Gippsland Lakes dying – Swans starving
Over Autumn/Winter 08, farmers were given permits to shoot dozens of native Black Swans who were moving from the Gippsland Lakes’ onto farm paddocks to graze. Why? Because the Lakes have become so sick and contaminated that much of the area is dying, including the Swan’s food, the water grasses.
The issuing of permits to shoot hungry swans was a lazy response to a deeply serious problem. The Bairnsdale Department of Sustainability and Environment’s wildlife officer didn’t think beyond a packet of bullets.
About 100 Black Swans were shot up to July, but more hungry swans kept moving onto farmland. EEG and the Gippsland Environment Group became very vocal; there was a huge public outcry; the media took DSE by the throat and the Swans were given a reprieve in a matter of weeks. A rare win!
The swan killing story generated much media attention and urgent meetings were held in Melbourne and locally. The positive spin-off was that the condition of the Lakes soon became the spotlight of concern. The government wanted neither issue scrutinised.
After this short campaign, the state government amended the Wildlife Act 1975 to allow farmers to control wildlife by using non-lethal methods. Wildlife officers can now issue authorisation to “disturb” wildlife rather than “destroy”.
While this was going on, one creative farmer tensioned fencing wire across his paddock at intervals making it difficult for swans to land and take off. It worked well.
Congratulations to everyone who sent messages of outrage to the Minister’s office and DSE in Bairnsdale. Newspapers, ABC radio, 3AW, Crikey and even YouTube all picked up on it.
Gippsland Lakes take centre stage
The 400 square kilometre Gippsland Lakes are a listed Ramsar wetland – meaning they are internationally significant and support rare migratory birds. They are Victoria’s version of SA’s Coorong. The Coorong Lakes at the mouth of the Murray River in SA are also Ramsar listed and have suffered from exploitation, pollutants and lack of fresh water to the point of being near dead.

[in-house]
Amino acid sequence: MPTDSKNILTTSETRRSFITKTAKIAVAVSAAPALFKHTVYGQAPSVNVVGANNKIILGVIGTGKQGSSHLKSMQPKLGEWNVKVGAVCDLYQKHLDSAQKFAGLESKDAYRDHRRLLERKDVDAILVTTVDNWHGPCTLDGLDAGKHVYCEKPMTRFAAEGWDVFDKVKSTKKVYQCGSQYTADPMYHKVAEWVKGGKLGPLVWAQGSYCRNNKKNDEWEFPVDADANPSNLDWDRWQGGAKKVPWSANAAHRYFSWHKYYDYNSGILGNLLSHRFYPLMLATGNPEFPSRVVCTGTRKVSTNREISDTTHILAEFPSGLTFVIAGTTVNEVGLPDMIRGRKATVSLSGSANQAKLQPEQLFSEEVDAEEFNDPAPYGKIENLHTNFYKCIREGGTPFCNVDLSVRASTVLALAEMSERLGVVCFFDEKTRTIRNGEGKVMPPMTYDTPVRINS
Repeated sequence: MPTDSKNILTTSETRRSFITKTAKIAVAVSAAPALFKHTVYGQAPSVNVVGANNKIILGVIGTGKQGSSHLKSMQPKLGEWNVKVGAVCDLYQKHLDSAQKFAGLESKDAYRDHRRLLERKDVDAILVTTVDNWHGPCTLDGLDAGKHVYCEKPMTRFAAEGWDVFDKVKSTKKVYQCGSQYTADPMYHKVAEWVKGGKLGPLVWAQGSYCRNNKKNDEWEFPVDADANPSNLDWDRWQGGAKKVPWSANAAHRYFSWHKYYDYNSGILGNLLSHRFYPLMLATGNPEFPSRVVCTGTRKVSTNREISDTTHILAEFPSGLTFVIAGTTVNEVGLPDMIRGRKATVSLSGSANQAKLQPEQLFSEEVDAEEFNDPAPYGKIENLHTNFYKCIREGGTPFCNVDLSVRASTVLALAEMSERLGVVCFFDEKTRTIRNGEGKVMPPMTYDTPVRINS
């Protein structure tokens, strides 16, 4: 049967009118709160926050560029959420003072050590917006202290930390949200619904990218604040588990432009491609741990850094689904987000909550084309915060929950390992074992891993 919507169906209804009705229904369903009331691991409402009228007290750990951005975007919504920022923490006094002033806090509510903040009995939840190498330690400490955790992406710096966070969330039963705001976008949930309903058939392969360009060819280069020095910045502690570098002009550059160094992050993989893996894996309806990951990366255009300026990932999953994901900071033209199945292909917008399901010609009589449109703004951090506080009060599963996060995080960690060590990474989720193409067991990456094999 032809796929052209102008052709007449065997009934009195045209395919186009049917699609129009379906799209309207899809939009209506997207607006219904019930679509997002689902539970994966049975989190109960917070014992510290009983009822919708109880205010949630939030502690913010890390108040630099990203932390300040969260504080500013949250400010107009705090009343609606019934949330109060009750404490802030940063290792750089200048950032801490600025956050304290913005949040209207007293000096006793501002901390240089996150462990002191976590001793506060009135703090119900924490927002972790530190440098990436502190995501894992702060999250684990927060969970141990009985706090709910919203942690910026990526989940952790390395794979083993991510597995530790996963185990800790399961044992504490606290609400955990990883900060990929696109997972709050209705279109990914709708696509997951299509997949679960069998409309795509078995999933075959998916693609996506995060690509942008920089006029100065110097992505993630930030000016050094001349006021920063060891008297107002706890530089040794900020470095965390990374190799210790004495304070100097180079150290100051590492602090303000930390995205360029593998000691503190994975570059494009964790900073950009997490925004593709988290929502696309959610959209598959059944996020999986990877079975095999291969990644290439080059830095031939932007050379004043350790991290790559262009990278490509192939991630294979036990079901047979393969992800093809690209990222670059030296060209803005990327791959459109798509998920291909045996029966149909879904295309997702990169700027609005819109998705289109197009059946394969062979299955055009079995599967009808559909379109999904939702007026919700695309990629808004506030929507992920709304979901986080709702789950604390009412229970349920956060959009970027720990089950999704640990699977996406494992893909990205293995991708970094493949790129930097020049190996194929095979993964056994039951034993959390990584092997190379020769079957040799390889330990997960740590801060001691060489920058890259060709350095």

The catchment of our Gippsland Lakes stretches from Warragul in the west to Nowa Nowa in the east and up to the Alps in the north. This huge once-forested catchment has been extensively cleared, farmed, logged and has many industries and towns along its rivers. The Latrobe Valley has the biggest thirst for freshwater. The Thompson Dam has also had an impact on flows since it was built in the 70s.
Blame the fires
The Gippsland Coastal Board and Catchment Management Authorities (CMAs) refuse to do decent testing for contaminants or to reign in agricultural run-off. Of course, the logging industry is even more of a sacred cow and hardly rates a mention in management plans. The Lakes have been in a sorry state for decades but these authorities are blaming the recent bushfires and floods for dumping nutrients into the Lakes. This would have some impact but when put into an already ailing ecological system could be the tipping point.
Freshwater algal blooms have been an annual problem since the 80s when nutrient input increased, affecting aquatic life and scaring off tourists. In 2007, a new saltwater algal bloom spread through Lake Victoria forming a light barrier. Not long after, all mussels, barnacles, sandworm and sea grass died, removing a large part of the food chain.
Barnacles not bureaucrats
There is no quick fix for this problem. Denying the problem or blaming the fires makes life easier for bureaucrats but not barnacles. There needs to be proper management of the entire catchment. This includes reigning in the most damaging catchment impact – clearfell logging and associated roading. It means the chemical and pharmaceutical inputs from dairy farm run-off has to be identified and dealt with, and the heavy industrial use of water from rivers in the west needs to be put under a spotlight.
Fire retardant adds to the load on the Lakes
Just recently, there has been some uncovering of the make-up of the fire retardant Phoschek, of which hundreds or thousands of tonnes was dumped in the catchments during the fires. The more the problems are compounded, the more the authorities announce another study, publish another glossy report, make soothing statements and do nothing.
A packed public meeting was held in November organised by Habitat Network East Gippsland. Five experts spoke on the condition of the Lakes and this has embarrassed local authorities.
Let’s hope the swans didn’t die in vain – and that they have started a ball rolling that will hopefully get some action happening for the Lakes.